Market Overview for Quarter 1, 2021
Median Sale Price
No. of Transactions
Manhattan Median Sale Price
In Quarter 1, the median home sale price in Roosevelt Island was $676K, down 42% year-over-year. There were a total of 4 transactions, representing a 42% drop compared to Quarter 1 last year. The median price per square foot was -, a -% YoY change. In Quarter 1, the median home sale price in Manhattan was $1M.
Roosevelt Island Neighborhood Map
A very narrow island on the East River, Roosevelt Island is between Manhattan and Queens. The island is actually owned by the city but has been leased to NY's Urban Development Corporation. Most buildings are rentals though there's also Rivercross, a cooperative, and Riverwalk, a condo building. Three addition buildings are being privatized.
Top most expensive neighborhoods in Manhattan
Roosevelt Island median price compared with other neighborhoods in Manhattan
Property values in Roosevelt Island are lower compared to the borough of Roosevelt Island overall.
Roosevelt Island median price compared with all the neighborhoods in Manhattan
|Neighborhood||Borough||Median Sale Price|
|Central Park South||Manhattan||$2,147,500|
|Upper West Side||Manhattan||$1,100,000|
|Theatre District - Times Square||Manhattan||$997,500|
|Clinton - Hell's Kitchen||Manhattan||$779,500|
|Battery Park City||Manhattan||$762,900|
|Lower East Side||Manhattan||$728,000|
Residential Properties Sold in Roosevelt Island
|Property Type||Median sale price||Y-o-Y||Median sale price/sqft||Y-o-Y||Transactions|
Median coop sale price in Roosevelt Island were $676K, a change of -50% year-over-year. There was no statistically significant data for median condo price and median house price activity for the period of Quarter 1 in Roosevelt Island.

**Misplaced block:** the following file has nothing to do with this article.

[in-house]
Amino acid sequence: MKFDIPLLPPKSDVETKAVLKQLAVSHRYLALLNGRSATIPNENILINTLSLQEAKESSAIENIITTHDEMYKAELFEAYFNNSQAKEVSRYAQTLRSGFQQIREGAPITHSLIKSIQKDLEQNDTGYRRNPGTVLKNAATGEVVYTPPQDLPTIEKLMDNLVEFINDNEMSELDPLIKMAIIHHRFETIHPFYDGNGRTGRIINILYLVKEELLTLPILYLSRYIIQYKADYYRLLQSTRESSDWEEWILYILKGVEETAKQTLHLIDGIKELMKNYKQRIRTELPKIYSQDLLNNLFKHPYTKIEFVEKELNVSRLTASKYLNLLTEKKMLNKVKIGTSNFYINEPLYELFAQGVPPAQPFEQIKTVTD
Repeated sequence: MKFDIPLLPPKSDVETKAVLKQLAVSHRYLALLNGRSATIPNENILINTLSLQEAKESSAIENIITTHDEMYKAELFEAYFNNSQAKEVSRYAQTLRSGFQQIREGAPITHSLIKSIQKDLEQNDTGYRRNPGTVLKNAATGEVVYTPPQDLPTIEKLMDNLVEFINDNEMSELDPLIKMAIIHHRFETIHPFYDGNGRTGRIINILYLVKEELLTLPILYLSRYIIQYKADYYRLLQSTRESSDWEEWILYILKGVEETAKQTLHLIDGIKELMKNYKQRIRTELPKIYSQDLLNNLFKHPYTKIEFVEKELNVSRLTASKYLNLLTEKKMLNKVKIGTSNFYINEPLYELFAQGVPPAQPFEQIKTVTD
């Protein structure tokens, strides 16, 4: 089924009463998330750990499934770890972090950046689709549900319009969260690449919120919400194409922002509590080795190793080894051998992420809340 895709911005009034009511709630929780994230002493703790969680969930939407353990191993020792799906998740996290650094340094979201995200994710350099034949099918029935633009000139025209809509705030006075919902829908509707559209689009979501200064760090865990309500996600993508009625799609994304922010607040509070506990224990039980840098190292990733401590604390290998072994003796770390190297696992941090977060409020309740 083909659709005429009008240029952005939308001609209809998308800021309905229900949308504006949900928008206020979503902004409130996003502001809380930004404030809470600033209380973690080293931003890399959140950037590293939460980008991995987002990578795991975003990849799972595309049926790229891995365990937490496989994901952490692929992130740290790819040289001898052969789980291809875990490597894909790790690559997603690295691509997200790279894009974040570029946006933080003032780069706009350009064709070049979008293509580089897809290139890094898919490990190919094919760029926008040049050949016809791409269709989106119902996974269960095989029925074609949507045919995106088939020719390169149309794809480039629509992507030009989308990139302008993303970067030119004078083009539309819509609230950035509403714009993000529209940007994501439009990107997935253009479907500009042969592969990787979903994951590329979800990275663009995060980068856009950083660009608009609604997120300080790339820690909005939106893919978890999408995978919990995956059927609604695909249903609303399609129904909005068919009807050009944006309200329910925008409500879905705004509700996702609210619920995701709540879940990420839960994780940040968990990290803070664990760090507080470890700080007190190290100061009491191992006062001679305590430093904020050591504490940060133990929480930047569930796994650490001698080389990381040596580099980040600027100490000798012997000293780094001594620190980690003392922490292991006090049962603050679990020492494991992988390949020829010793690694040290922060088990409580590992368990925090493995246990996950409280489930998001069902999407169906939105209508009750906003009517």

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Roosevelt Island Neighborhood Guide
For those looking for suburban living, but who still want to be in Manhattan, Roosevelt Island might just be the ideal match - it boasts a single traffic light for its entire two-mile length, an abundance of parks, and water views for nearly every residence. Until the 1970s about the only people who lived on the New York City-owned island in the East River were convicts and patients of the New York City Lunatic Asylum. It was called Welfare Island then but was renamed for Franklin Roosevelt after apartment buildings started going up. When the Queensboro Bridge was constructed across the island there wasn't even an off-ramp built (vehicles used an elevator to reach the deck, if necessary). Vehicular access to the rest of the United States was finally enabled by a bridge link to Queens in the 1950s. Traffic exists now but cars and taxis are still an afterthought here for the 10,000 or so residents. Like most suburbs, there isn't a great deal of excitement to attract outsiders which keeps Roosevelt Island quiet and clubby.
Architecture and landmarks